Lithops karasmontana occurs only in Namibia and is a very variable species with 3 subspecies, one of them with 4 varieties.
Var. karasmontana is found to the west and southwest of the Great Karasberg and on its own supplies most of the variability in the species, ranging from opaque and uniformly coloured plants to ones with narrow channels and markings and others with more or less translucent open windows. All this combined with a great variation in colours, from bluish-white to yellowish brown and brick red.
The flowers are white and usually 2.5-3.5 cm in diameter.
The plants figuring here, were photographed on a rose quartz outcrop near Grunau.
These peculiar and very distinctive plants form little clumps of soft and velvety-hairy* leaf-bodies which are about 4 cm tall and 3 cm in diameter.
During the long resting period, the bodies are completely enclosed in the dry sheath-like remains of the previous pairs of leaves.
Because the leaves are completely united, the flowers have to rupture the tops of the bodies in order to emerge. They are about 2 cm in diameter, white to mauve and appear from November to Januari.
The plants are locally abundant on quartz outcrops, but are known from only one location (west of Barrydale in the western Little Karoo), in a highly saline area. They grow together with G. album -see first picture- and sometimes hybridise.
In his book Flowering stones and Midday flowers, Gustav Schwantes dedicates nearly 3 pages to this species and he is clearly highly impressed by it, as witnessed by the following remarks:
“The plant exhibits the highest expression of leaf succulence in the whole plant kingdom.
There is nothing of greater interest among the Mesembryanthemaceae than this living creature which is so unusual in shape and structure”.
*the hairs are among the longest in the family.
Four of the six species belonging to the section Columnares of Crassula are more or less well known (barklyi, congesta, pyramidalis and -of course- columnaris).
One other (C. multiceps) I have never even seen and the subject of this post is not widely known either.
It is a small, more or less erect plant, 8-25 cm tall when in flower, sometimes with several short branches at the base. The green to brown leaves are normally all about the same length (usually 5-8 mm but sometimes to 1.5 cm). They often covered with sand particles.
In September-November, the main stem bears many small rounded inflorescences on the upper part of the flower stalk.
The plants occur from Vanrhynsdorp to Calvinia, Worcester and Montagu on sandy or gravelly slopes (often facing south).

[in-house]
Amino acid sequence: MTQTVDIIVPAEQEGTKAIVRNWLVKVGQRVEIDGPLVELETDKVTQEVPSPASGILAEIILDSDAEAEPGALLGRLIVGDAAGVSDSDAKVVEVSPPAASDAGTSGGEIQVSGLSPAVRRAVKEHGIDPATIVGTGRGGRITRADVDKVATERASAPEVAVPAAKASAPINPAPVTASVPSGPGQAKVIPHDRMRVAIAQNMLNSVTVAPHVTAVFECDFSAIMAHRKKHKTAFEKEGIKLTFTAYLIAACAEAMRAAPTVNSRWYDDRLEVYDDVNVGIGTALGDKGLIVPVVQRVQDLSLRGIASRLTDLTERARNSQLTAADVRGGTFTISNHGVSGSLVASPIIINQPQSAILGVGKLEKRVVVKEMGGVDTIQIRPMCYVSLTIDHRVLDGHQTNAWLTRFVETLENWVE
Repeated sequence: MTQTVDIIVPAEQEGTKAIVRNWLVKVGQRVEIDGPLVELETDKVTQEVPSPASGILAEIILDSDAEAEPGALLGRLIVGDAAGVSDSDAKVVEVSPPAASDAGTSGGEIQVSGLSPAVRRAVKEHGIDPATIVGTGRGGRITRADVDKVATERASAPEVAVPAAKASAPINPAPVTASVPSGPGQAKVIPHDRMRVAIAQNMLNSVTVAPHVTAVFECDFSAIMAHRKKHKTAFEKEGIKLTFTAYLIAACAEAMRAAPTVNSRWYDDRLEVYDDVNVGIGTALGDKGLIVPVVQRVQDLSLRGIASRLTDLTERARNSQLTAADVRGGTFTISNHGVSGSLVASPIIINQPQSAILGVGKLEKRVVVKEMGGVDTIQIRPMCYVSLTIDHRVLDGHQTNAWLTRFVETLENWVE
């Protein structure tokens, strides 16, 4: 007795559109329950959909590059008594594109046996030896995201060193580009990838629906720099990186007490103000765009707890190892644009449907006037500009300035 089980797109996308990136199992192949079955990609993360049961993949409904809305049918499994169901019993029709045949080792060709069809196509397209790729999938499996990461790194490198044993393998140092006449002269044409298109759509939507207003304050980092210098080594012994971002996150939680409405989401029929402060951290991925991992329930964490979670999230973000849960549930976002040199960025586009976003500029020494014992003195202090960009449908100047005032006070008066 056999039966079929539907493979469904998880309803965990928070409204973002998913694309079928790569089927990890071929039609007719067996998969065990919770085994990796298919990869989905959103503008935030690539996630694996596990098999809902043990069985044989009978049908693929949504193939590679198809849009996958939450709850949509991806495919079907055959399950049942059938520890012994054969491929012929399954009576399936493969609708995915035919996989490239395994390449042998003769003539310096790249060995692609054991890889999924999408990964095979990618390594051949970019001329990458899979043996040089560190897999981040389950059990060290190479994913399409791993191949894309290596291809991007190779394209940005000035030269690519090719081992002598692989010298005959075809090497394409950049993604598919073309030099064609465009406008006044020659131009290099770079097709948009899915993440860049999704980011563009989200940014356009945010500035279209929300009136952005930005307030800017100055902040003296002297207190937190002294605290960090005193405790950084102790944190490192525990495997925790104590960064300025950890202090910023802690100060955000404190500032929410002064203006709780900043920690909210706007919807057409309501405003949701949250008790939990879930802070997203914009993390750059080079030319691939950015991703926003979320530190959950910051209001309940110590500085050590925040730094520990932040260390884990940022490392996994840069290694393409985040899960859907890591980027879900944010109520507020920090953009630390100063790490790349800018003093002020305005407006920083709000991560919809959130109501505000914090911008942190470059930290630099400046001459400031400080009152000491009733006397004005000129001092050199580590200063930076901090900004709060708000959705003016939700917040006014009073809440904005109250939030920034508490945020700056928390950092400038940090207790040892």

Old plants of this species form clumps with up to 20 egg-shaped (=oviform) bodies, which are 1-2 cm tall and 1-3 cm in diameter.
Especially when flowering, the very dense stands in which they grow present an unbelievable show. The white to rose-pink flowers appear in August-September.
The plants occur on quartzitic flats and slopes in the southern Knersvlakte, where the rainfall is on average about 125 mm per year (mainly in winter).
When a species has many synoniems (16 in this case), one cannot help but wonder what that means. There may be a couple of reasons for the plethora of names, but in this case the most likely one is the species being so highly variable. Understandably, this makes it often difficult to positively identify it. The situation is further complicated by the fact that the species often grows together with C. bilobum and hybridizes with it, resulting in swarms of plants with intermediate characters.
The plants form small or large cushions (up to 30 cm in diameter), which may be straggly or neatly domed.
The bodies are up to 2.5 cm long and 1.5 cm in diameter, heart-shaped to nearly spherical, usually slightly bilobed and sometimes slightly keeled. The keel lines are often red, the fissure zone has small, windowed patches on either side and the skin is pale green to yellowish green or greyish green, smooth or velvety-papillate and often spotted.
As a rule the flowers are yellow (rarely pure white), with petals often drooping. They appear in March -June.
The plants occur mostly in the western Richtersveld on granite, gneiss, sandstone or quartz slopes -often in shade.
All 3 pictures taken 6 Oct. 2011.